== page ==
If you, like 23,837,253 people in England and Wales, are happily married or in a civil partnership, you might not have thought about what happens when you die. And if you have, you might have thought that, because you’re married, your estate will automatically transfer to your spouse/partner. But unfortunately, that is a common misconception.
While the average married couple seems to share everything, it can get complicated when one half of that partnership died without a Will in place. It gets even more complicated when there are children involved, or it’s not your first marriage. Despite this downside to ‘happy families’; half of UK married couples happily muddle along with no Will in place.
Today, we want to let you know what will really happen to your estate and family, if you or your spouse dies without a Will, and what you can do about it.
Dying Without A Valid Will
No matter what your marital status is, if you die without a Will, the statutory ‘rules of intestacy’ will come into play. These dictate how your estate is shared out amongst those you leave behind. It means that married or civil partners, or some other close relatives will inherit your estate as dictated by statute – not by what you might have wanted. In some cases, ‘your family’ may not be eligible to inherit anything, and so your estate will pass on to ‘The Crown’. In many cases the deceased’s estate will go to the spouse or the children, but there is no guarantee of that. The only way to guarantee your estate passes on in the way that you want, and provides for your spouse and children, is to make your Will.
Unintended Beneficiaries And Tax Allowances
When you die, your estate would normally pay inheritance tax at 40% on anything above the Nil Rate Band(NRB) (currently £325,000 – i.e. the tax band with nil inheritance tax). However, transfers between UK spouses are currently exempt from inheritance tax altogether, and married couples and civil partnerships can pass their NRB on to their surviving spouse. This means that, jointly, there will be no inheritance tax to pay on the first £650,000 of an estate. But this is only valid if the entire estate is passed to the spouse. If there is no Will, and the intestacy rules are followed, where the estate is passed on to other people, who become ‘unintended beneficiaries’; it means that the spouse will lose that benefit as well as end up paying a lot more inheritance tax than need be.
Children From Previous Marriages
Nearly four in ten marriages in the UK are second, third or even fourth marriages. But for anyone remarrying, there is always the need to balance providing for their current spouse while making sure any children from the previous relationship are taken care of after you die. Without a valid and appropriate Will this is not possible. There are some options though:
- Mutual Wills
Mutual Wills are agreed in advance, and create a binding agreement between the married couple where the survivor can’t change their Will in the future. However, because of the complexity of these Wills, they are rarely recommended.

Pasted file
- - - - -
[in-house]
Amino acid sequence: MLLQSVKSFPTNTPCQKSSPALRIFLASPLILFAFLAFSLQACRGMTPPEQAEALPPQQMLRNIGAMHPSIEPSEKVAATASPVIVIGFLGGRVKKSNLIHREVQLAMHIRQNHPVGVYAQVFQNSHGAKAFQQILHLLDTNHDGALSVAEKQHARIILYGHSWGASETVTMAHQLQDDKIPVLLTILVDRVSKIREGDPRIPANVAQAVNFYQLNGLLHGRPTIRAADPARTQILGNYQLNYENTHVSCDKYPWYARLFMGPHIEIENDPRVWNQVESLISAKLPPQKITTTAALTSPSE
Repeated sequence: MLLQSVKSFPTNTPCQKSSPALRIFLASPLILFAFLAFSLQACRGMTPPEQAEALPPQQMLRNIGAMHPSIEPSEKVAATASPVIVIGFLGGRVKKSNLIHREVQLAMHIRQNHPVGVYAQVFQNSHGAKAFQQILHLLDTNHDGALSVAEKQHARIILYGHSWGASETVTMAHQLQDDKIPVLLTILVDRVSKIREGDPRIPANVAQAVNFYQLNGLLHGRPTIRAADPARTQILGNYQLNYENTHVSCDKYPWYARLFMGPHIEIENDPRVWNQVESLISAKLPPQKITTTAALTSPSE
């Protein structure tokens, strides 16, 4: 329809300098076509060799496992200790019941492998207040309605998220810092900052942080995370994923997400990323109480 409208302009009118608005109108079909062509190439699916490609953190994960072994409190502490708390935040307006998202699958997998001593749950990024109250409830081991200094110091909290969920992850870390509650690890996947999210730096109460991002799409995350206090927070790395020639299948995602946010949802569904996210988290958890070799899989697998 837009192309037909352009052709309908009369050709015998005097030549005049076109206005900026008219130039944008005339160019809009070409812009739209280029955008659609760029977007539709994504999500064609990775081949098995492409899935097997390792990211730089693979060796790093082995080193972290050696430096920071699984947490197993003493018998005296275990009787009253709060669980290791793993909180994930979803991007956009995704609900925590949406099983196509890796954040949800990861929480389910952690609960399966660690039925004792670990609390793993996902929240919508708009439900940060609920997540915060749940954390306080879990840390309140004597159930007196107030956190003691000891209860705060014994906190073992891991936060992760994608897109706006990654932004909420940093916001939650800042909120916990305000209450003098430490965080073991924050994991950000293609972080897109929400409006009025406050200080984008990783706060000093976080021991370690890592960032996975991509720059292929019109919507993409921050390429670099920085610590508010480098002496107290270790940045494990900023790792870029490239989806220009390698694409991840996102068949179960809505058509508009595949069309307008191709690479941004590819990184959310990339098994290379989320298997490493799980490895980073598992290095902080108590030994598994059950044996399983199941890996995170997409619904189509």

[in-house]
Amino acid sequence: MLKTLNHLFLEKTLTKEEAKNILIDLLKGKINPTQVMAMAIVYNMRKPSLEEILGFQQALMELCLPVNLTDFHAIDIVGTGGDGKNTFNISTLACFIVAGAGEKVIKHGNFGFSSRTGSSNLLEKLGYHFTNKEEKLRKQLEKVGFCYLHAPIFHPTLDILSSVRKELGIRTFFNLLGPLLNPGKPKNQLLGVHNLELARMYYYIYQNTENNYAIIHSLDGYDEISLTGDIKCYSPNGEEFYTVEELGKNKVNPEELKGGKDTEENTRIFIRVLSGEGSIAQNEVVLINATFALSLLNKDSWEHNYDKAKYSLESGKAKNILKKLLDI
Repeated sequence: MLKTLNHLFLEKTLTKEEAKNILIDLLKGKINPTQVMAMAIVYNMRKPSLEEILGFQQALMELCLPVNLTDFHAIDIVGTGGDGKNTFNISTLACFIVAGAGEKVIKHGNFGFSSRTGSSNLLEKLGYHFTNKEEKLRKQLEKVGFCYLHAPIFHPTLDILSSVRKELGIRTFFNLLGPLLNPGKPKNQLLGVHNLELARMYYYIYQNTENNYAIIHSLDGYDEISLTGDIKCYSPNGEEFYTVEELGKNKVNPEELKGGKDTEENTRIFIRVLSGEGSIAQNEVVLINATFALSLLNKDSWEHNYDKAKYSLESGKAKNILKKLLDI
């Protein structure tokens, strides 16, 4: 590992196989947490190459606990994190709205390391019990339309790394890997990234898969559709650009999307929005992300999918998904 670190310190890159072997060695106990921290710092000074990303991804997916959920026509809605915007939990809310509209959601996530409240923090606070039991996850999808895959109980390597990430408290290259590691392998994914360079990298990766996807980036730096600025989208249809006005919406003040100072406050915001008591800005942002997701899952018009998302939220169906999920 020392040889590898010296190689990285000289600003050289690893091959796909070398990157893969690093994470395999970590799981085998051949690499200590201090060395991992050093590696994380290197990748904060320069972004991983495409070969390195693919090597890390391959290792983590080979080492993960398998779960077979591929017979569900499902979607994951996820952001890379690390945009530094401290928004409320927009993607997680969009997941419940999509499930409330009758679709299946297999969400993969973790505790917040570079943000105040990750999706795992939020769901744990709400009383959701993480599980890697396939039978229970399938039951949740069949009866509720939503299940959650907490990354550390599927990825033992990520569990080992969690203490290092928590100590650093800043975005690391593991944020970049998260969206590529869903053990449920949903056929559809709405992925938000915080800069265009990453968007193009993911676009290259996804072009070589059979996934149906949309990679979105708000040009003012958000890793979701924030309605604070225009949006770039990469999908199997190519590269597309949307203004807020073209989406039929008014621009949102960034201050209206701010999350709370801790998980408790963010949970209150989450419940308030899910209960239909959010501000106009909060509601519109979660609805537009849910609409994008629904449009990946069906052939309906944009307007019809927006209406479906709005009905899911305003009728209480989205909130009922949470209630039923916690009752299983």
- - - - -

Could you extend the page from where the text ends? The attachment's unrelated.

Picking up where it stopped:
- Legacy / Asset Split
You could also arrange to leave a legacy to your children from the first marriage, and allocate the remaining assets to the surviving spouse. This ensures that any previous children are provided for and the surviving spouse is free to do with their estate as they wish. One of the catches here is that you would need enough assets in your own name to provide the legacy in the first place and it will usually be a bit complex.
- Ensure The Marital Home Is Owned As ‘Tenants In Common’
A Will allows a person to deal with solely owned assets or assets held with distinct and separate shares, such as a home. This type of ownership is known as tenants in common, and it allows them to leave their share of the property to their children and ensure they are provided for, while stipulating that the surviving spouse is protected with a right to live in the property during their lifetime.
- Leave The Estate Of The First To Die In Trust
This is a fairly popular model for couples with children from previous marriages. In this scenario, any assets from the deceased’s estate are held in a trust for the ultimate benefit for the children. However, while the surviving spouse is alive, he/she can only benefit from the income generated by those assets if it is permitted. This can provide the spouse with the additional income they need, and protects the assets for the children.
This is a general overview only and your own circumstances may involve matters not covered above. At Edmunds and Eve, we understand the importance of a Will for you and your unique family. That’s why we offer tailor made solutions that help you make the most of the rules around inheritance, allowing you to provide for the ones you love in the way that you want, after you are gone. Our experts are able to create a Will that can ensure your estate is distributed exactly as you want it to be, and give you advice on how best to lower the amount of tax or fees that would be paid by your loved ones after your death. For more information, please get in touch with one of the team today.